By Ed Mendel
Thursday, November 3, 2011

A pension reform group that filed two versions of an initiative yesterday faces two tests: raising $3 million to place the proposal on the November ballot next year, and a court battle over making current workers pay more for their pensions if the measure passes.

As public pension costs have risen while government services are being cut in a weak economy, the reform group has filed initiatives in the past, which failed to attract funding even though some polls have shown 70 percent support for pension reform.

This time the group, now led by Dan Pellissier, raised $250,000 for polling and legal experts before filing initiatives designed to withstand court challenges and quickly cut government pension costs, particularly important for some struggling cities.

He said the next step is to raise about $3 million, enough to pay for a drive to gather 1.3 million voter signatures and provide a cushion well above the minimum needed to place a state constitutional amendment on the ballot.

“Not today,” Pellissier said, when asked at a news conference if the group had the money. “But we have some commitments for future funding, and we have what we think is a good path in order to raise that amount of money.”

He said George Shultz, a former U.S. secretary of state in the Reagan administration, is a part of the campaign team and “has a tremendous amount of influence with major donors.”

In addition, Mike Genest, a finance director for former Republican Gov. Arnold Schwarzenegger, said he was “happy to be part of what’s become a pretty large coalition of people who have been trying for quite some time to make some progress on this issue.”

Aaron McLear, Schwarzenegger’s former press secretary, told the news conference fundraising should be aided by having agreement among reformers, who have not always been “on the same page,” and a firm proposal to show potential donors.

But some separation quickly emerged when Marcia Fritz, president of the California Foundation for Fiscal Responsibility, told the Sacramento Bee she was “not a part of this,” even though she was mentioned at the news conference.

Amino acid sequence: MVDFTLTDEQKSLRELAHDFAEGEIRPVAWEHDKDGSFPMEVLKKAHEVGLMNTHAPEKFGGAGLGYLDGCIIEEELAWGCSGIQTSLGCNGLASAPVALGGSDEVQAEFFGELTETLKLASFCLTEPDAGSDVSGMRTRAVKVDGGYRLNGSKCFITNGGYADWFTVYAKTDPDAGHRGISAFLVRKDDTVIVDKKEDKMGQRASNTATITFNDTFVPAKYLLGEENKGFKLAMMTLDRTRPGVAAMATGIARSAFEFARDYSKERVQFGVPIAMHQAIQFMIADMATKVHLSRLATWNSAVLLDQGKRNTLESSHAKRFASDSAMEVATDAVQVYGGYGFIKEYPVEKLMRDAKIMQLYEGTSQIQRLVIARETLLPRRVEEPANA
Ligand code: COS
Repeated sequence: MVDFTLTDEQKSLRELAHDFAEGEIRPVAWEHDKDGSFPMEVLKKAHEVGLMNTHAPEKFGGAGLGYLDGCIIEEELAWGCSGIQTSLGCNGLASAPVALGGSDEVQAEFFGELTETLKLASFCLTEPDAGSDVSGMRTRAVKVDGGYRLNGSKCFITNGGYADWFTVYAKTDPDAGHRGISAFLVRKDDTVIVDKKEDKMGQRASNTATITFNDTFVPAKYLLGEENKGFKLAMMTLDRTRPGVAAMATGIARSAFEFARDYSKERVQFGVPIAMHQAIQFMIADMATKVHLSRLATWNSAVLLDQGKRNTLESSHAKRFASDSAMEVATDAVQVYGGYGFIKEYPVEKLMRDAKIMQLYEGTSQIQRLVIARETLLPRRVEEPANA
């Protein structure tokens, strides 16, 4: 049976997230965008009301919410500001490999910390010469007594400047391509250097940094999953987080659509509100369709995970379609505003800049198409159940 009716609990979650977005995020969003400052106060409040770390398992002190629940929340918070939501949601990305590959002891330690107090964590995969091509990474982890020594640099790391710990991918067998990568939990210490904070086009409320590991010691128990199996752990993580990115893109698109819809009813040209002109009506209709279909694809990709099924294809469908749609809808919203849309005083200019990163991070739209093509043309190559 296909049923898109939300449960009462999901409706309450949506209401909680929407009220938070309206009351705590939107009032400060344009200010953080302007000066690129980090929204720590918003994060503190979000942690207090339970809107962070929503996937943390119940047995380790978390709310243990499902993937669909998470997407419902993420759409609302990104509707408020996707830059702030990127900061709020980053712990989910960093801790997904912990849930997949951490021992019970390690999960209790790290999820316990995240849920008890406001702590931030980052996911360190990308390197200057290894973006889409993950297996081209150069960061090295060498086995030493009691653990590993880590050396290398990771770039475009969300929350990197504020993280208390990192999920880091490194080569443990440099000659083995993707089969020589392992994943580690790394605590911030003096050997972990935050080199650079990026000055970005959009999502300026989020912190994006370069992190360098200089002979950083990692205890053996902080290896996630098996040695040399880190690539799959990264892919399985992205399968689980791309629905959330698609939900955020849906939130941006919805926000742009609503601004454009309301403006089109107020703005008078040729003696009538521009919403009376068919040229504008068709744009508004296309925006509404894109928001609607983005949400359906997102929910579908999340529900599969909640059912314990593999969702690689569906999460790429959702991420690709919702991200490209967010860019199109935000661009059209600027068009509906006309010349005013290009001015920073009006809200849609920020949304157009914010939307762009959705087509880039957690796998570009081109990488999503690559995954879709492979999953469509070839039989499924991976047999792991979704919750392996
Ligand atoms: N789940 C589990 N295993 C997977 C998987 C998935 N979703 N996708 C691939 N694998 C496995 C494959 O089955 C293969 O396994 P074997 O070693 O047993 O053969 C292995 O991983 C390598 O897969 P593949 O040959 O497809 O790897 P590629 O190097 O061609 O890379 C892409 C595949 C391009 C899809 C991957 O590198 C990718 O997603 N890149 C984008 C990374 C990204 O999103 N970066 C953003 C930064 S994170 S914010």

The California Pension Reform group led by Pellissier is a spin-off from the foundation founded by the late former Assemblyman Keith Richman, R-Northridge. Pellissier, a former Richman aide, said the initiative is a Richman “legacy.”

A Fritz article in the Los Angeles Times yesterday urged legislators to find “common ground” for taxpayers and public employees “within the framework” of a pension reform proposed by Gov. Brown, some parts requiring voter approval.

Pellissier and Genest said the governor’s plan needs to be “more aggressive.” They were skeptical that Democratic legislative legislators and their union allies will agree to the governor’s plan, much less add more cuts in employer costs.

“It is possible, very unlikely, that the Legislature could pass something that would be strong enough to have our team decide that we would not move ahead with our proposal,” said Pellissier.

Brown’s proposal is designed to avoid a court challenge on a key issue: The widely held view that court rulings mean pensions promised state and local government employees on the date of hire can’t be cut without a new benefit of equal value.

The reform group’s plan is designed to withstand a court challenge because current workers could be required to “pay more for their same benefits and for a share of unfunded liabilities.”

In the reform group’s initiatives a curb on “spiking” (boosting pensions by cashing out unused sick leave, vacation time and other things to increase final pay) covers current workers, not just new hires as in the governor’s proposal.

To read entire story, click here.